Custom Yamaha XS400 by Roman Juriš
Without the ability to design the whole thing using software, Roman designed the front suspension the old-fashioned way. Technical drawings were followed by laser-cut steel components, that were put together to build a prototype. Once that was perfected, the prototype was sent to a third party to replicate in CNC-machined aluminum.

Roman is hush-hush on the nitty-gritty of how it all works, but he does cover the highlights. “It’s progressive, in the sense that for 120 mm of front wheel travel, for example, the fork only moves 60 mm. The axis of the front wheel is pushed forward, eliminating the shortening of the wheelbase, and the spring and braking forces are isolated, so the motorcycle doesn’t dive under braking.”

Custom Yamaha XS400 by Roman Juriš
Since the setup behaves almost like a springer fork, Roman also had to build a parallelogram system for the front fender, so that it moves flawlessly with the front wheel. An LED headlight and small fly screen sit higher up, with a Koso dash mounted to the same handmade bracket that holds the screen. The cockpit also wears clip-ons, bar-end mirrors, and the original Yamaha switches.

For the bodywork, Roman once again turned to traditional methods. He used modeling clay to finalize the forms, then shaped everything out of fiberglass. The fuel tank is just a cover, hiding a metal reservoir underneath it.

Custom Yamaha XS400 by Roman Juriš
A neat under-seat exhaust system finishes off the Yamaha’s ultra-skinny silhouette. Roman happened upon a deconstructed set of twin headers in the Netherlands, which he put together and matched to a pair of aftermarket mufflers. A custom-made tail tidy wraps around the twin cans to host the license plate and combination LED taillights.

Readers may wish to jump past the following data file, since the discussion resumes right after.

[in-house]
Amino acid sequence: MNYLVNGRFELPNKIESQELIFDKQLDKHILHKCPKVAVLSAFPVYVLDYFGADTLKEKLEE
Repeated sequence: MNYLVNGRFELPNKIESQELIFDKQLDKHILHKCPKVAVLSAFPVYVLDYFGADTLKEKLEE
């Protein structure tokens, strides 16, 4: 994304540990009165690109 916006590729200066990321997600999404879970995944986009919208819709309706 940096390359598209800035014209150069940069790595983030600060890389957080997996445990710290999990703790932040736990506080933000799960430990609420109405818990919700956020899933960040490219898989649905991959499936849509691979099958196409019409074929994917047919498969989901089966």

As for the paint job, that came directly from Oberdan Bezzi’s design—with a few tiny changes. “The frame had to be red, like racing Yamahas from the 70s,” Roman explains, “and I wanted traditional Yamaha blocks, but in a minimalist style on a white background.”

Custom Yamaha XS400 by Roman Juriš
“The style of the ‘Roadster’ inscription is a tribute to the Jawa 90 Roadster, which was produced in Slovakia from 1967 to 1976. It was a progressive bike that was, to its detriment, way ahead of its time.”

Roman also left all the aluminum parts raw rather than finishing everything in, as he puts it, “boring black.” He also spent countless hours polishing the swingarm, and settled on a simple cover for the seat, after a two-tone cover with contrast stitching proved to be too busy.

Custom Yamaha XS400 by Roman Juriš
Roman concludes by admitting that it’s impossible to make the bike street legal in Slovakia—but that he added all the necessary roadworthy frou-frou anyway, to reinforce the production bike vibe he was going for.

We could pore over the details of Roman’s creation for hours, but there’s one major detail we haven’t mentioned—and that’s how damn good the refreshed XS400 mill looks in its new home.

Custom Yamaha XS400 by Roman Juriš